A leading real estate expert indicates that while appraisals are often used to a point of excess, sellers and prospective buyers can never go wrong with a home inspection.

Recently, a reader of the The Wall Street Journal sent in a question to the paper's real estate guru, June Fletcher, about a situated she and her ex-husband had encountered. She pointed out that ever since she and her former spouse separated, she had been living at home alone because her children had grown and was considering selling it as a result, thinking the place was too big for just one person. Prior to putting up for sale, she figured she would have the home appraised and inspected. However, a friend of hers cautioned her not to, saying that both were a waste of money.

To a certain extent, Fletcher indicated she agreed with the woman's friend.

"Getting an appraisal is a waste of money since you don't need it to list your home," said Fletcher. "There are many other free ways to get a general sense of what your house is worth, including various web-based automated home-price estimators that rely on recent sales."

Home inspection can make it easier to sell

But as it pertains to a home inspection, Fletcher pointed out that nine times out of 10 it's worth the investment. She noted that while sellers aren't required to have a home inspection done, it's something that ought to be done, as it will provide the seller with a better understanding of what needs to be repaired.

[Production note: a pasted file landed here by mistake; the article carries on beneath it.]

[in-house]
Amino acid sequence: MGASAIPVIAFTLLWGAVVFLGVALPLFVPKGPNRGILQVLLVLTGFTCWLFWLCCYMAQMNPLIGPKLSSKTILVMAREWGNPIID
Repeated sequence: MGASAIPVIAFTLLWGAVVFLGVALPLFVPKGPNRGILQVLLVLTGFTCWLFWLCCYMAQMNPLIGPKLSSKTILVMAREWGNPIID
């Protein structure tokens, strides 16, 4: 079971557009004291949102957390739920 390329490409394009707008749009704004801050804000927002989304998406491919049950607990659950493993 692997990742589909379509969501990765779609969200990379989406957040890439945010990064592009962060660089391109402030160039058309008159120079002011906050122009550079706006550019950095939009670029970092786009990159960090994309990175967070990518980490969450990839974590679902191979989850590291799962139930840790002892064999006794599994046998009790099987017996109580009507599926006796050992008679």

"Typically, the inspector will uncover many items that you can easily fix yourself, like a broken window latch or a clogged bathroom drain," she said. "You may not be able to fix everything on the deferred maintenance list, but you'll net much more if you can pare it down before the buyers' home inspector arrives."

In summary, Fletcher recommended using any money that the reader had intended on providing to an appraiser and putting toward a contractor, who could fix whatever the pre-listing home inspection discovered.

Recently the American Society of Home Inspectors produced a more in depth guide for inspectors, detailing some of the things that every home inspection should check before a property goes up for sale. Some of the more specific updated guidelines pertained to the proper inspection of swimming pools and spas, which often serve as attractive buying enticement for home seekers.